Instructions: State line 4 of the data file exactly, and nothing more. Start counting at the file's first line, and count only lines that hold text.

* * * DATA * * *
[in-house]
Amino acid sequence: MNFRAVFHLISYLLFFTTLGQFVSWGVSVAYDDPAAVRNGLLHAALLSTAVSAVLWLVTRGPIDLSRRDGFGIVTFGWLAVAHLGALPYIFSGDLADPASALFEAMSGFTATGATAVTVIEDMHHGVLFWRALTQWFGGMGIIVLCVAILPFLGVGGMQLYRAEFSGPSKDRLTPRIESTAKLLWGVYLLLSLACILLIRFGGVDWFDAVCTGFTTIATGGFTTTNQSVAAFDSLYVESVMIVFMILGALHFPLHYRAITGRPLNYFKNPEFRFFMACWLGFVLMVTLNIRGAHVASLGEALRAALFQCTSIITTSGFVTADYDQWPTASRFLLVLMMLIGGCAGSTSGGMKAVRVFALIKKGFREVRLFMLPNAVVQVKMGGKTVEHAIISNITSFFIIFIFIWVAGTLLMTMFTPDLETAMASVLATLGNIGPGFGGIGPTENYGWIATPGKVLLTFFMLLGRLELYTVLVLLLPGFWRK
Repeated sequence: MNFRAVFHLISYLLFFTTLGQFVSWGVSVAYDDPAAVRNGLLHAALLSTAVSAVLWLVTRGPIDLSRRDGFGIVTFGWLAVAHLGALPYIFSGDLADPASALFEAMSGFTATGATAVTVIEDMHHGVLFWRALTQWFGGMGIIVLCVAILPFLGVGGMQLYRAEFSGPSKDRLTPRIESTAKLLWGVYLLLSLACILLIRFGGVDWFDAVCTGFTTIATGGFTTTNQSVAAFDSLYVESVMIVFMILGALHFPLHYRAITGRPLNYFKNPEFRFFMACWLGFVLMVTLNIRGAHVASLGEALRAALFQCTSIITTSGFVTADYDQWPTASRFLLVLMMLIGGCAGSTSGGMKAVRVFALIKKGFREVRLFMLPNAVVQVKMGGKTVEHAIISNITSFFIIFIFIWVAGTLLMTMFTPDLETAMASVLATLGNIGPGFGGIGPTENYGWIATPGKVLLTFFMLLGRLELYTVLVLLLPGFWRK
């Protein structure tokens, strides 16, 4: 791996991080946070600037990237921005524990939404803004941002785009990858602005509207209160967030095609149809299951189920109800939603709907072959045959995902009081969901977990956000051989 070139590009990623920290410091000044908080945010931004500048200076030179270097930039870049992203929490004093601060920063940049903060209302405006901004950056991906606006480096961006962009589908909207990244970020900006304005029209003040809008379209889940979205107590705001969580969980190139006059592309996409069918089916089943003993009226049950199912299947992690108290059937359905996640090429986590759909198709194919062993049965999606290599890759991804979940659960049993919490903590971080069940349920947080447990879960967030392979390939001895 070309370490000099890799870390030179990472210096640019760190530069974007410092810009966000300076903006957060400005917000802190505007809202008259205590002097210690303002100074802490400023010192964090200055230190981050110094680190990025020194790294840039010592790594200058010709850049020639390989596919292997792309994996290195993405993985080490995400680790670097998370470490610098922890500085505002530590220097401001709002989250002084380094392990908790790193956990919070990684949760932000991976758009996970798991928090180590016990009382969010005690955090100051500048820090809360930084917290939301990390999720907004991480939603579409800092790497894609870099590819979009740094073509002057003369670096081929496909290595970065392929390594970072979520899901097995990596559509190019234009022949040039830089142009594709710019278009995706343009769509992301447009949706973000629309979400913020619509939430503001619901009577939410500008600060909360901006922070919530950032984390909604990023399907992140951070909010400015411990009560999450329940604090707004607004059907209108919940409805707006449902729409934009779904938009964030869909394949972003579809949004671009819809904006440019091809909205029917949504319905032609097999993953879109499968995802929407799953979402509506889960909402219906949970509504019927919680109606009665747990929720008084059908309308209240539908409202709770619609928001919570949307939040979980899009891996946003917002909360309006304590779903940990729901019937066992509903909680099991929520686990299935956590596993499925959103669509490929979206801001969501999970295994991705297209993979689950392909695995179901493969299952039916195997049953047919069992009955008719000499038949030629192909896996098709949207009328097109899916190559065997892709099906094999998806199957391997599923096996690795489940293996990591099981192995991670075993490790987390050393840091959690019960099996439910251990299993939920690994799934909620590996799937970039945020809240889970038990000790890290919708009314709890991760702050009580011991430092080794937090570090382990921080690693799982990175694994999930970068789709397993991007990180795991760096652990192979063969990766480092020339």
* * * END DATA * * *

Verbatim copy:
């Protein structure tokens, strides 16, 4: 791996991080946070600037990237921005524990939404803004941002785009990858602005509207209160967030095609149809299951189920109800939603709907072959045959995902009081969901977990956000051989 070139590009990623920290410091000044908080945010931004500048200076030179270097930039870049992203929490004093601060920063940049903060209302405006901004950056991906606006480096961006962009589908909207990244970020900006304005029209003040809008379209889940979205107590705001969580969980190139006059592309996409069918089916089943003993009226049950199912299947992690108290059937359905996640090429986590759909198709194919062993049965999606290599890759991804979940659960049993919490903590971080069940349920947080447990879960967030392979390939001895 070309370490000099890799870390030179990472210096640019760190530069974007410092810009966000300076903006957060400005917000802190505007809202008259205590002097210690303002100074802490400023010192964090200055230190981050110094680190990025020194790294840039010592790594200058010709850049020639390989596919292997792309994996290195993405993985080490995400680790670097998370470490610098922890500085505002530590220097401001709002989250002084380094392990908790790193956990919070990684949760932000991976758009996970798991928090180590016990009382969010005690955090100051500048820090809360930084917290939301990390999720907004991480939603579409800092790497894609870099590819979009740094073509002057003369670096081929496909290595970065392929390594970072979520899901097995990596559509190019234009022949040039830089142009594709710019278009995706343009769509992301447009949706973000629309979400913020619509939430503001619901009577939410500008600060909360901006922070919530950032984390909604990023399907992140951070909010400015411990009560999450329940604090707004607004059907209108919940409805707006449902729409934009779904938009964030869909394949972003579809949004671009819809904006440019091809909205029917949504319905032609097999993953879109499968995802929407799953979402509506889960909402219906949970509504019927919680109606009665747990929720008084059908309308209240539908409202709770619609928001919570949307939040979980899009891996946003917002909360309006304590779903940990729901019937066992509903909680099991929520686990299935956590596993499925959103669509490929979206801001969501999970295994991705297209993979689950392909695995179901493969299952039916195997049953047919069992009955008719000499038949030629192909896996098709949207009328097109899916190559065997892709099906094999998806199957391997599923096996690795489940293996990591099981192995991670075993490790987390050393840091959690019960099996439910251990299993939920690994799934909620590996799937970039945020809240889970038990000790890290919708009314709890991760702050009580011991430092080794937090570090382990921080690693799982990175694994999930970068789709397993991007990180795991760096652990192979063969990766480092020339």